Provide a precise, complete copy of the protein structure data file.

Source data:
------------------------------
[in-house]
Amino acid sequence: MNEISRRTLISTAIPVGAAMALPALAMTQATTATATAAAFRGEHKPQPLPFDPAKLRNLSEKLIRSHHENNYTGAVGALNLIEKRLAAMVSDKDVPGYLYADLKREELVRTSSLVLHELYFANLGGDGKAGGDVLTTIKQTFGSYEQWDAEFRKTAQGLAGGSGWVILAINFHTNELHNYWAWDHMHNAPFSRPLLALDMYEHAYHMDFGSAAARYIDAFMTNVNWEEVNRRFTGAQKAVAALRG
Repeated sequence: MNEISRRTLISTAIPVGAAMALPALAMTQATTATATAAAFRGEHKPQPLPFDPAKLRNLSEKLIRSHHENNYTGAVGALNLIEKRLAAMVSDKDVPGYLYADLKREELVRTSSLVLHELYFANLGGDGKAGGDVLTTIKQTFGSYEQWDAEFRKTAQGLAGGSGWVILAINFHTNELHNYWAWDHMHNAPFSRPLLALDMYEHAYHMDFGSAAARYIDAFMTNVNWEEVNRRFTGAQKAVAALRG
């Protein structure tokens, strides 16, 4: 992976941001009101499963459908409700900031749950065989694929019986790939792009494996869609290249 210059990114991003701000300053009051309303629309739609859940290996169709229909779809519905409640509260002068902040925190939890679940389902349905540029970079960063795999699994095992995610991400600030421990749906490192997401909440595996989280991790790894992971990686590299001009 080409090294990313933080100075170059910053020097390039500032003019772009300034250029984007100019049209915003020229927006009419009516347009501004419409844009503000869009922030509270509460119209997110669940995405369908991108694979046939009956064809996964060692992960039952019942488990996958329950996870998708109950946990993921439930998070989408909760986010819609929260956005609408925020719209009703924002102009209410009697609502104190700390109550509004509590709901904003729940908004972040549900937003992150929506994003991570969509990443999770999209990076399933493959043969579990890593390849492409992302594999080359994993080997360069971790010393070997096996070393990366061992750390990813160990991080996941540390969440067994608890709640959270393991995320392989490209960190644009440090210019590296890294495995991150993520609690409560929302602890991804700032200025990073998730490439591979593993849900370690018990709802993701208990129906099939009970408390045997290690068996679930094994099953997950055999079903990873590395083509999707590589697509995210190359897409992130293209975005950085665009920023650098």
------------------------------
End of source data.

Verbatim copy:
[in-house]
Amino acid sequence: MNEISRRTLISTAIPVGAAMALPALAMTQATTATATAAAFRGEHKPQPLPFDPAKLRNLSEKLIRSHHENNYTGAVGALNLIEKRLAAMVSDKDVPGYLYADLKREELVRTSSLVLHELYFANLGGDGKAGGDVLTTIKQTFGSYEQWDAEFRKTAQGLAGGSGWVILAINFHTNELHNYWAWDHMHNAPFSRPLLALDMYEHAYHMDFGSAAARYIDAFMTNVNWEEVNRRFTGAQKAVAALRG
Repeated sequence: MNEISRRTLISTAIPVGAAMALPALAMTQATTATATAAAFRGEHKPQPLPFDPAKLRNLSEKLIRSHHENNYTGAVGALNLIEKRLAAMVSDKDVPGYLYADLKREELVRTSSLVLHELYFANLGGDGKAGGDVLTTIKQTFGSYEQWDAEFRKTAQGLAGGSGWVILAINFHTNELHNYWAWDHMHNAPFSRPLLALDMYEHAYHMDFGSAAARYIDAFMTNVNWEEVNRRFTGAQKAVAALRG
């Protein structure tokens, strides 16, 4: 992976941001009101499963459908409700900031749950065989694929019986790939792009494996869609290249 210059990114991003701000300053009051309303629309739609859940290996169709229909779809519905409640509260002068902040925190939890679940389902349905540029970079960063795999699994095992995610991400600030421990749906490192997401909440595996989280991790790894992971990686590299001009 080409090294990313933080100075170059910053020097390039500032003019772009300034250029984007100019049209915003020229927006009419009516347009501004419409844009503000869009922030509270509460119209997110669940995405369908991108694979046939009956064809996964060692992960039952019942488990996958329950996870998708109950946990993921439930998070989408909760986010819609929260956005609408925020719209009703924002102009209410009697609502104190700390109550509004509590709901904003729940908004972040549900937003992150929506994003991570969509990443999770999209990076399933493959043969579990890593390849492409992302594999080359994993080997360069971790010393070997096996070393990366061992750390990813160990991080996941540390969440067994608890709640959270393991995320392989490209960190644009440090210019590296890294495995991150993520609690409560929302602890991804700032200025990073998730490439591979593993849900370690018990709802993701208990129906099939009970408390045997290690068996679930094994099953997950055999079903990873590395083509999707590589697509995210190359897409992130293209975005950085665009920023650098």